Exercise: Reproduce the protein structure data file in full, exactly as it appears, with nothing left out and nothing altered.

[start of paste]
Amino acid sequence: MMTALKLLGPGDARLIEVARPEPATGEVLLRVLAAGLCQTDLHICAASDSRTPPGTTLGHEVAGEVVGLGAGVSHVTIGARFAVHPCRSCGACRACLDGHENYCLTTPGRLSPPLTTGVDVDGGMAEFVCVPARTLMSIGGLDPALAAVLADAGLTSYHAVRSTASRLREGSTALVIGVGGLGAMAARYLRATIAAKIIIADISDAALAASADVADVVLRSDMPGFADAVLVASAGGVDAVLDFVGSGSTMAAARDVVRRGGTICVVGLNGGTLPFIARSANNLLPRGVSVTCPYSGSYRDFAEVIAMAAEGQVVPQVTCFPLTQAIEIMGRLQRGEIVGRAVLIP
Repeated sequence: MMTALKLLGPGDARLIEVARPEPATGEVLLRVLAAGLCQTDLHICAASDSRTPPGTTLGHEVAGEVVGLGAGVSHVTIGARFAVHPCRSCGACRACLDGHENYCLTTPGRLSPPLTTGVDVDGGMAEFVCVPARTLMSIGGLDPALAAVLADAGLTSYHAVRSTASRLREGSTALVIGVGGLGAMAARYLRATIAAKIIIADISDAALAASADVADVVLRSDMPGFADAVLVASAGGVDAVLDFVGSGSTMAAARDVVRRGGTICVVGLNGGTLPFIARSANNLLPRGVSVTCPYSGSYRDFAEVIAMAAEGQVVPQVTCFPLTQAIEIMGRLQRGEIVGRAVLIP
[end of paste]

Amino acid sequence: MMTALKLLGPGDARLIEVARPEPATGEVLLRVLAAGLCQTDLHICAASDSRTPPGTTLGHEVAGEVVGLGAGVSHVTIGARFAVHPCRSCGACRACLDGHENYCLTTPGRLSPPLTTGVDVDGGMAEFVCVPARTLMSIGGLDPALAAVLADAGLTSYHAVRSTASRLREGSTALVIGVGGLGAMAARYLRATIAAKIIIADISDAALAASADVADVVLRSDMPGFADAVLVASAGGVDAVLDFVGSGSTMAAARDVVRRGGTICVVGLNGGTLPFIARSANNLLPRGVSVTCPYSGSYRDFAEVIAMAAEGQVVPQVTCFPLTQAIEIMGRLQRGEIVGRAVLIP
Repeated sequence: MMTALKLLGPGDARLIEVARPEPATGEVLLRVLAAGLCQTDLHICAASDSRTPPGTTLGHEVAGEVVGLGAGVSHVTIGARFAVHPCRSCGACRACLDGHENYCLTTPGRLSPPLTTGVDVDGGMAEFVCVPARTLMSIGGLDPALAAVLADAGLTSYHAVRSTASRLREGSTALVIGVGGLGAMAARYLRATIAAKIIIADISDAALAASADVADVVLRSDMPGFADAVLVASAGGVDAVLDFVGSGSTMAAARDVVRRGGTICVVGLNGGTLPFIARSANNLLPRGVSVTCPYSGSYRDFAEVIAMAAEGQVVPQVTCFPLTQAIEIMGRLQRGEIVGRAVLIP